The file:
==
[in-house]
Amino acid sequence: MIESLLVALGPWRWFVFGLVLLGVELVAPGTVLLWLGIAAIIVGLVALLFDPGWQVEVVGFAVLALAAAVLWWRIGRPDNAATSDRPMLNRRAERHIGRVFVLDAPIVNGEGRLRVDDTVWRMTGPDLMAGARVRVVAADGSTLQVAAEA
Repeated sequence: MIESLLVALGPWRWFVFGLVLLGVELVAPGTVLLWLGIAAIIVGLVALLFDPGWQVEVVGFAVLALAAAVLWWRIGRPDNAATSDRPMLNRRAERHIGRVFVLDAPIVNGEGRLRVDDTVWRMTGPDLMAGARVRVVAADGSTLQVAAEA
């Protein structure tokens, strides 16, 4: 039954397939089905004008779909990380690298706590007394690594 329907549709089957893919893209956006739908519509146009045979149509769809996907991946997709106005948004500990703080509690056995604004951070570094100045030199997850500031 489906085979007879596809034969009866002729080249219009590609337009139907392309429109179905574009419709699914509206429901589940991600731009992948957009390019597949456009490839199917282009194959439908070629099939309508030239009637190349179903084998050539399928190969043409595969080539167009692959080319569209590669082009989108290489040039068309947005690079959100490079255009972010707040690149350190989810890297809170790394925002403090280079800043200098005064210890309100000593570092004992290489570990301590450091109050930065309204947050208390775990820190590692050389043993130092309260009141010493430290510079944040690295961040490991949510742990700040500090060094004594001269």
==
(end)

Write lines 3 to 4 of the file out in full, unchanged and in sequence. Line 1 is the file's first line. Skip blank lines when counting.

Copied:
Repeated sequence: MIESLLVALGPWRWFVFGLVLLGVELVAPGTVLLWLGIAAIIVGLVALLFDPGWQVEVVGFAVLALAAAVLWWRIGRPDNAATSDRPMLNRRAERHIGRVFVLDAPIVNGEGRLRVDDTVWRMTGPDLMAGARVRVVAADGSTLQVAAEA
């Protein structure tokens, strides 16, 4: 039954397939089905004008779909990380690298706590007394690594 329907549709089957893919893209956006739908519509146009045979149509769809996907991946997709106005948004500990703080509690056995604004951070570094100045030199997850500031 489906085979007879596809034969009866002729080249219009590609337009139907392309429109179905574009419709699914509206429901589940991600731009992948957009390019597949456009490839199917282009194959439908070629099939309508030239009637190349179903084998050539399928190969043409595969080539167009692959080319569209590669082009989108290489040039068309947005690079959100490079255009972010707040690149350190989810890297809170790394925002403090280079800043200098005064210890309100000593570092004992290489570990301590450091109050930065309204947050208390775990820190590692050389043993130092309260009141010493430290510079944040690295961040490991949510742990700040500090060094004594001269």